After watching a high-stakes stalemate in Congress over the federal budget this summer, the philanthropic community is now preparing for a critical fight over the role of charitable giving in American society.
Since 2009, the Council on Foundations has fended off repeated efforts by the White House to cap the charitable deduction at 28 percent as a revenue raiser for proposed programs like health care reform, the Alternative Minimum Tax patch, deficit reduction, and most recently, a jobs bill. Next year, we face the prospect of the deduction being on the table again for a congressional discussion of tax reform.
President Obama’s fiscal 2012 budget calls for taxing families on money that they gave to charity by limiting the value of itemized charitable deductions at 28 percent for individuals with incomes above $200,000 and joint filers with incomes above $250,000. This cap could have a devastating effect on charitable giving-perhaps billions of dollars annually by some estimates-by taking money out of the hands of charities and putting it into government coffers.
Cutting money from the nonprofit sector also undercuts job growth. Nonprofits were directly responsible for 12.9 million jobs in 2005, approximately 9.7 percent of the country’s workforce and 8 percent of America’s wages. Indirectly, they fund job training programs, help people find and apply for jobs, invest in economic development, pay for education, and run countless other programs that help people find and get jobs. Unlike corporate profits that go to shareholders and investors, every penny nonprofits raise goes to running programs and paying their employees.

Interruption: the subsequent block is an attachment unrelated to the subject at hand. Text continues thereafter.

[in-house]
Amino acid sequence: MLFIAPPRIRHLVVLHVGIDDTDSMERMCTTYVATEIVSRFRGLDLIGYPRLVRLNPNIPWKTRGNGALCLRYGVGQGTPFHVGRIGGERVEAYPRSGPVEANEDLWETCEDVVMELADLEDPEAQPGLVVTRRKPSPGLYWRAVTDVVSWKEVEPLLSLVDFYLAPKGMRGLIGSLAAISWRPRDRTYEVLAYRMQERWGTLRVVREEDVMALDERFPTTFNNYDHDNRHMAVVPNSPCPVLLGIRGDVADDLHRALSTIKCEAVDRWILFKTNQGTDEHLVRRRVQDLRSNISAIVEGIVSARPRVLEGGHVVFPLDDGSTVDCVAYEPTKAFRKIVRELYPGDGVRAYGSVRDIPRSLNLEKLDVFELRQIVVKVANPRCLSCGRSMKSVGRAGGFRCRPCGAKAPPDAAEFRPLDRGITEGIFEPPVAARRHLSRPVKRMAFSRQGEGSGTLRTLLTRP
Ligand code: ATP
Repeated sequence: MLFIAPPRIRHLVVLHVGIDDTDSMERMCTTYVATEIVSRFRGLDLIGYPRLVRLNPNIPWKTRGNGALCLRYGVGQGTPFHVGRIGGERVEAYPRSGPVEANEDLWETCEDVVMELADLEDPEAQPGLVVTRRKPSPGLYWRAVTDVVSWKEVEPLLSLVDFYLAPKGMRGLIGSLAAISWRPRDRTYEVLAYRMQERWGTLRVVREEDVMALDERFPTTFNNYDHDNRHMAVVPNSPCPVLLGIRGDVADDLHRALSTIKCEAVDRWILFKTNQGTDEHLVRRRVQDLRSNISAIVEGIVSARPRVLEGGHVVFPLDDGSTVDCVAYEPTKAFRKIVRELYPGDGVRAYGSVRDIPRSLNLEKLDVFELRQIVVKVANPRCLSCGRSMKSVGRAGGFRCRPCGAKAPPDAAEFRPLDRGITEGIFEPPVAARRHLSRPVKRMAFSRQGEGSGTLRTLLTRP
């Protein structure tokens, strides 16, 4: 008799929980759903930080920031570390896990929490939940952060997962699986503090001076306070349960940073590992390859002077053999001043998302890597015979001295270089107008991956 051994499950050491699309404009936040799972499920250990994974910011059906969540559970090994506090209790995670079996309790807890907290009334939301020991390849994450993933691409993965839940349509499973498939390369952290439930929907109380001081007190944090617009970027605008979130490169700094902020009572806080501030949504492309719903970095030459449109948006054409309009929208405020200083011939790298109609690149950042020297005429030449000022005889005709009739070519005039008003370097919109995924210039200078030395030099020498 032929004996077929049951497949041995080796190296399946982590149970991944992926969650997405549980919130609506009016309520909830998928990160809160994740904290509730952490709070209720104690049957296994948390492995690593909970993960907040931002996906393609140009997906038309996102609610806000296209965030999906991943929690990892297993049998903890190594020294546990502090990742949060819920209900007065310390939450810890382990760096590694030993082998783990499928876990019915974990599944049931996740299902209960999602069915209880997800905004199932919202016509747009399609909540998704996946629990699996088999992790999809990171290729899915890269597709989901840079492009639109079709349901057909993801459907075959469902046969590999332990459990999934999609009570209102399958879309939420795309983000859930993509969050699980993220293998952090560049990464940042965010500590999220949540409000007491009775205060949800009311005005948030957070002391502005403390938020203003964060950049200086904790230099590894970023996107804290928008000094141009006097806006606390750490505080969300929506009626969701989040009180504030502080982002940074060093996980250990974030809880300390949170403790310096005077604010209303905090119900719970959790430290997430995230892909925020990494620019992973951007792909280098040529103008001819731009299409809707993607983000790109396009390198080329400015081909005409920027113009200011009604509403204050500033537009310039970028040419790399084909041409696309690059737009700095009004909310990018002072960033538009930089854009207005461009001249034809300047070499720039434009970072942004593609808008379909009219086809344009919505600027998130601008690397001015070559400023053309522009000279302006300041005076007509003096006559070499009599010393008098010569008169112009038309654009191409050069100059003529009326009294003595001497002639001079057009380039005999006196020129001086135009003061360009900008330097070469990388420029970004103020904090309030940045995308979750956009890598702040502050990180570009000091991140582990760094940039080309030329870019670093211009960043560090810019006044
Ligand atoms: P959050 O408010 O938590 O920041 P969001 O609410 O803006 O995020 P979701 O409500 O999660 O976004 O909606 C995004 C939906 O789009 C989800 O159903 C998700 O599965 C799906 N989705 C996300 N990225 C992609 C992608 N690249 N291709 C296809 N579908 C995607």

Charity is not a loophole for the rich. It is not a tool that millionaires and billionaires use to avoid paying their “fair share.” The charitable sector is essential to the fabric and the success of our society. It is the work of independent citizens coming together to solve their community’s most pressing problems- relying on one another rather than the government. Today, and for the past 40 years, charitable giving has stayed flat at roughly 2 percent of GDP. What our country really needs is more charitable giving, not less.
This is why the Council has issued a call to action for its members and the greater philanthropic community to reach out to lawmakers to ensure that we encourage, not diminish, philanthropy at a fragile time in our national economy. Please join the Council and your philanthropic colleagues in signing onto a letter to the supercommittee so we can be sure they know how you feel about this critical issue.
In an economy where many local and state governments lack resources, nonprofits and the foundations that support them are often able to innovate in ways that bureaucracies cannot. While philanthropy cannot replace the scope of government programs, it can point the way to new directions at a time when the entire nation is looking for answers to our social and economic problems. But we can only seek these answers if charities have the resources that the current charitable deduction helps provide.
The Council will continue to do its work diligently here in Washington, D.C., to oppose tax policies that threaten charitable giving, but we need the entire philanthropic community’s voice to be heard.
Andrew Schulz is vice president of legal and government relations at the Council on Foundations.